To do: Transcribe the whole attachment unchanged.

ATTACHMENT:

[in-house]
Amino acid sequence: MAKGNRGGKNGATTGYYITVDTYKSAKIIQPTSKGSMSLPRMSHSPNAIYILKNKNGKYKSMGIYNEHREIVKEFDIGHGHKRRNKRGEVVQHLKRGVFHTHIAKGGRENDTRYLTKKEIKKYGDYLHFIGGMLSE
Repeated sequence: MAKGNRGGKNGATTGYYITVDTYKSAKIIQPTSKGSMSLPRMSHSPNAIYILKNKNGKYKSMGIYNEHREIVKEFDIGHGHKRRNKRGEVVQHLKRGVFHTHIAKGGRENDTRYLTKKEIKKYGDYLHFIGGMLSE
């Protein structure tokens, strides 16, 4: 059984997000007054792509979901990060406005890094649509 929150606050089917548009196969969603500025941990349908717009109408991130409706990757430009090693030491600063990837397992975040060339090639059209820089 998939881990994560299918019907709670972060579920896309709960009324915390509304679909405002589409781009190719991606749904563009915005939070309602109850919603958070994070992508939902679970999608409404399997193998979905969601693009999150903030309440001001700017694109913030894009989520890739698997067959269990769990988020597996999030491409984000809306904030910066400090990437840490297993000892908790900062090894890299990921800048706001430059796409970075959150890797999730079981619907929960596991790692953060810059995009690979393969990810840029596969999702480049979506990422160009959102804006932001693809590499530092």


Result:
[in-house]
Amino acid sequence: MAKGNRGGKNGATTGYYITVDTYKSAKIIQPTSKGSMSLPRMSHSPNAIYILKNKNGKYKSMGIYNEHREIVKEFDIGHGHKRRNKRGEVVQHLKRGVFHTHIAKGGRENDTRYLTKKEIKKYGDYLHFIGGMLSE
Repeated sequence: MAKGNRGGKNGATTGYYITVDTYKSAKIIQPTSKGSMSLPRMSHSPNAIYILKNKNGKYKSMGIYNEHREIVKEFDIGHGHKRRNKRGEVVQHLKRGVFHTHIAKGGRENDTRYLTKKEIKKYGDYLHFIGGMLSE
């Protein structure tokens, strides 16, 4: 059984997000007054792509979901990060406005890094649509 929150606050089917548009196969969603500025941990349908717009109408991130409706990757430009090693030491600063990837397992975040060339090639059209820089 998939881990994560299918019907709670972060579920896309709960009324915390509304679909405002589409781009190719991606749904563009915005939070309602109850919603958070994070992508939902679970999608409404399997193998979905969601693009999150903030309440001001700017694109913030894009989520890739698997067959269990769990988020597996999030491409984000809306904030910066400090990437840490297993000892908790900062090894890299990921800048706001430059796409970075959150890797999730079981619907929960596991790692953060810059995009690979393969990810840029596969999702480049979506990422160009959102804006932001693809590499530092």